Wednesday, 4 April 2012

Digression: Books I'm Reviewing—Yasuko Thanh's 'Floating Like the Dead'

   There's magic of a sort when art responds to actuality by creating a new representation of it; in doing so, the artist can remap that supposedly 'set' actuality and allow us to see and/or know in new ways.
   Thanks to Stan Douglas' "Abbott & Cordova, 7 August 1971" and Jeff Wall's "Mimic," for instance, I cannot pass by brick storefronts or flat warehouse buildings in the older parts of Vancouver without seeing the elaborately composed scenes captured by those photographers. Staged scenes? Yup. Bring history to life? That too, as much as it's possible. 
   Similarly, Michael Christie's superb stories in The Beggar's Garden continue to give me pause. His astute evocations of place (Vancouver's downtown east side in particular) and people (like the woman who runs a thrift store in "The Queen of Cans and Jars" and the man in "Discard" making contact with his down and out grandson via food proxies) spring to mind each and every time I walk along Vancouver's bad reputation streets wearing the habitual default face of the middle class urban dweller—psychically retracted and determined to make no contact—and inspire me to look beyond my own set of 'known facts' that might really be nothing more than prejudiced acceptance of stereotypes.
   For me, Christie's stories build upon/over Nancy Lee's peculiar vision of Vancouver in Dead Girls, but that's another philosophical quandary...

   This weekend when hubby and I were walking around Victoria (re: blustery, damp, cold, grey), looking at the historic photographs scattered throughout the Empress—FDR visiting; John Wayne, a frequent guest; and so on—and taking the ferry to and fro, Yasuko Thanh's story of a Chinese man with leprosy exiled to D'Arcy Island just off the southeast coast of Vancouver Island encouraged me to think about stories rarely told or completely brushed aside.
   As a tourist mecca, Victoria of course aims to sell a skewed vision stitched together from arbitrary facets of Olde Tyme Englande—bag pipes, double-decker busses, high tea, candy shoppes, bucolic prettiness, etc. Implied too: harmoniousness since forever. Even the totem poles sprouting up in parks and green spaces by museums suggest an extended history of mutual understanding and working together for the common good. Colonialism rendered quaint.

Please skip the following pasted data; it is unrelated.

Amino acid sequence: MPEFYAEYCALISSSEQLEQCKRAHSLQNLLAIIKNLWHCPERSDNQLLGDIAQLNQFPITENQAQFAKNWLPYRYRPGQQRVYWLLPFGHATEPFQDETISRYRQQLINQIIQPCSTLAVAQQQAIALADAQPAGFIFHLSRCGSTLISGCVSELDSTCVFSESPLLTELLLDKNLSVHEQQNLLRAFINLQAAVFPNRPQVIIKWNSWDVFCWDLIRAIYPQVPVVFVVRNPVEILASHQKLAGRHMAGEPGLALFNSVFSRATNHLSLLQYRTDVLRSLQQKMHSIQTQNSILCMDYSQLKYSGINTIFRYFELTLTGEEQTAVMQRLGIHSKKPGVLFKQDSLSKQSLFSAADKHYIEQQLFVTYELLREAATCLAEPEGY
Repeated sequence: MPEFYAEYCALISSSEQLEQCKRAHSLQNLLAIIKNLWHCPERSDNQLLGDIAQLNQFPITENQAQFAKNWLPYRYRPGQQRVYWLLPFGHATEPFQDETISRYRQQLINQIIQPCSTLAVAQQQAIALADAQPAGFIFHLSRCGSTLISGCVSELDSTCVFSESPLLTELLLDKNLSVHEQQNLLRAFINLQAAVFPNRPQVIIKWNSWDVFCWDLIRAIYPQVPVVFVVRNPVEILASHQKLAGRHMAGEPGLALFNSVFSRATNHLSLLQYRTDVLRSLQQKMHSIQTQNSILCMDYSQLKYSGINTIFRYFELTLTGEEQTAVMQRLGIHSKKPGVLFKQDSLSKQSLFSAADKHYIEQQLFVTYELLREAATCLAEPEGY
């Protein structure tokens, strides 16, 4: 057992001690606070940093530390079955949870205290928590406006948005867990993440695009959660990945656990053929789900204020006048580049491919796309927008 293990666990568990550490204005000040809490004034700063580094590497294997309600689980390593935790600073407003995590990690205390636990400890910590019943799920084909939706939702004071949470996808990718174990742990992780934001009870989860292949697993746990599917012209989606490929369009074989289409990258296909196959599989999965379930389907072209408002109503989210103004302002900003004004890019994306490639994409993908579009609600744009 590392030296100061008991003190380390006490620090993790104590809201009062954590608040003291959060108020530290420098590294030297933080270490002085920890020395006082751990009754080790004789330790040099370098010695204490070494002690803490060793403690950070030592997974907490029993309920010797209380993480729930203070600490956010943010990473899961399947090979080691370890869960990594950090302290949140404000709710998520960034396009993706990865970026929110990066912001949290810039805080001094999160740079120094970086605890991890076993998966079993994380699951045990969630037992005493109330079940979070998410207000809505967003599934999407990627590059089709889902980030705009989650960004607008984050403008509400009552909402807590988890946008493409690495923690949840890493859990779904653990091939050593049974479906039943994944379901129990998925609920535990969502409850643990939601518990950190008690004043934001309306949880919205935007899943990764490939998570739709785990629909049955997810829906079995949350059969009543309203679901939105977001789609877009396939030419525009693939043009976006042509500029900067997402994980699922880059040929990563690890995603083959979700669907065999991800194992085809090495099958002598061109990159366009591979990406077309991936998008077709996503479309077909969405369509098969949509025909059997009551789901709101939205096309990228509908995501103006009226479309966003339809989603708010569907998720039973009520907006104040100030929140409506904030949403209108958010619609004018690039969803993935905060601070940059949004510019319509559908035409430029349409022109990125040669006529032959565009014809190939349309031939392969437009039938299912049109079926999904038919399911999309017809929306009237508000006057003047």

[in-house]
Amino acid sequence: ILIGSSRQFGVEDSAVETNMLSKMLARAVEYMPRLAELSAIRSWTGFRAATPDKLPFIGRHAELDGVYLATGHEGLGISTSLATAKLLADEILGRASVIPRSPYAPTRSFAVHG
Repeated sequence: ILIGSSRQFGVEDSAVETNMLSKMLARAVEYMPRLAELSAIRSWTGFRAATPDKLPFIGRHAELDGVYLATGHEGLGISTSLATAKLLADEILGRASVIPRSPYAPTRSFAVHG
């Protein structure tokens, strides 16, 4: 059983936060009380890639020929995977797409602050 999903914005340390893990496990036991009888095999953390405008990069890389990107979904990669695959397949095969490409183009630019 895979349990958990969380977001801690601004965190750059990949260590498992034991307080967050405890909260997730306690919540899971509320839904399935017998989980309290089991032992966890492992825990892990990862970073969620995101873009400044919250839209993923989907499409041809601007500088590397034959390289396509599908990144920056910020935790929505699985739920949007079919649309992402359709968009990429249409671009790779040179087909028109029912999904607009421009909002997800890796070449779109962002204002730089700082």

In Thanh's story a medical officer from Victoria visits a leper 'colony' that is in fact a bare-bones internment camp where immigrant lepers were exiled (so to protect the non-leper population). The place is not a comfortable hospital. Nor does it come close to being a care facility or a sanitarium. Thanh's story is a subtle evocation of time and place; the author doesn't soapbox about inequality or racism because the (actual) historical setting speaks for itself. And Thanh artfully meditates on that setting.
   Two other stories in Floating Like the Dead are set in tourist towns, one in Mexico and the other in Honduras. The stories feature women who travel far (from Canada, from France) for love or to find themselves (or both). In both too the dream of travel and starting over is complicated by an unavoidable fact: the imagined destination and the real one are hardly the same. What's more, the dream of remaking yourself—somewhere else you become somebody else—conveniently forgets another fact: that baggage called personality.
   While "the road to hell is paved with good intentions" is tired (but true), Thanh's brilliant exploration of the theme is such that when I'm in a Mexican tourist town next month, I can safely predict that when I catch sight of a tourist woman who's running a small hotel, it's Thanh I'll be thinking of.

[The actual review of Floating Like the Dead appeared in the National Post.]

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